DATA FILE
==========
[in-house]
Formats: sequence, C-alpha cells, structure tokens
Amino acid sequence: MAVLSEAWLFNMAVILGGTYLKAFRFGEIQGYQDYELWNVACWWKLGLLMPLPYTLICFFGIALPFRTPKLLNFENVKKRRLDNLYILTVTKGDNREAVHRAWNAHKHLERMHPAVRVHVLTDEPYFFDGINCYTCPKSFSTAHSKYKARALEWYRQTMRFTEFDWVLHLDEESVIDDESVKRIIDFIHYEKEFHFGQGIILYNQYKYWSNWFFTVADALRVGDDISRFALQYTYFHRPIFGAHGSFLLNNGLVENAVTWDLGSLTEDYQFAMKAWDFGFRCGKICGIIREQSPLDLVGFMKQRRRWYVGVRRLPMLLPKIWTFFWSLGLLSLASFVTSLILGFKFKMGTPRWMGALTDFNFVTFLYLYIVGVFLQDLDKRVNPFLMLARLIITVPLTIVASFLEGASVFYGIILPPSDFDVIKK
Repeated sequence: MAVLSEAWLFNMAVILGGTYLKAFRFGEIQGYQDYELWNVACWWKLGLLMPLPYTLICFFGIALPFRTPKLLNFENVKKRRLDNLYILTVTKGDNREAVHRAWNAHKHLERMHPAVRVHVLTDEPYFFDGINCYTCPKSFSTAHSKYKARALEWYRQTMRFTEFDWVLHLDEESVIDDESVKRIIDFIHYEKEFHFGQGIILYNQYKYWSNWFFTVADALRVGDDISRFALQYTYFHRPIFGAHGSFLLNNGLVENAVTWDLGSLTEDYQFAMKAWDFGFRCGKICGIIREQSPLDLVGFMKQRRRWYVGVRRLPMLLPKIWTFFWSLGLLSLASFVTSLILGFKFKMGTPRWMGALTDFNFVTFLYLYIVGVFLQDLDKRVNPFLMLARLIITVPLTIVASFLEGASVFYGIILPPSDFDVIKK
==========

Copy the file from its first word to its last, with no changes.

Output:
[in-house]
Formats: sequence, C-alpha cells, structure tokens
Amino acid sequence: MAVLSEAWLFNMAVILGGTYLKAFRFGEIQGYQDYELWNVACWWKLGLLMPLPYTLICFFGIALPFRTPKLLNFENVKKRRLDNLYILTVTKGDNREAVHRAWNAHKHLERMHPAVRVHVLTDEPYFFDGINCYTCPKSFSTAHSKYKARALEWYRQTMRFTEFDWVLHLDEESVIDDESVKRIIDFIHYEKEFHFGQGIILYNQYKYWSNWFFTVADALRVGDDISRFALQYTYFHRPIFGAHGSFLLNNGLVENAVTWDLGSLTEDYQFAMKAWDFGFRCGKICGIIREQSPLDLVGFMKQRRRWYVGVRRLPMLLPKIWTFFWSLGLLSLASFVTSLILGFKFKMGTPRWMGALTDFNFVTFLYLYIVGVFLQDLDKRVNPFLMLARLIITVPLTIVASFLEGASVFYGIILPPSDFDVIKK
Repeated sequence: MAVLSEAWLFNMAVILGGTYLKAFRFGEIQGYQDYELWNVACWWKLGLLMPLPYTLICFFGIALPFRTPKLLNFENVKKRRLDNLYILTVTKGDNREAVHRAWNAHKHLERMHPAVRVHVLTDEPYFFDGINCYTCPKSFSTAHSKYKARALEWYRQTMRFTEFDWVLHLDEESVIDDESVKRIIDFIHYEKEFHFGQGIILYNQYKYWSNWFFTVADALRVGDDISRFALQYTYFHRPIFGAHGSFLLNNGLVENAVTWDLGSLTEDYQFAMKAWDFGFRCGKICGIIREQSPLDLVGFMKQRRRWYVGVRRLPMLLPKIWTFFWSLGLLSLASFVTSLILGFKFKMGTPRWMGALTDFNFVTFLYLYIVGVFLQDLDKRVNPFLMLARLIITVPLTIVASFLEGASVFYGIILPPSDFDVIKK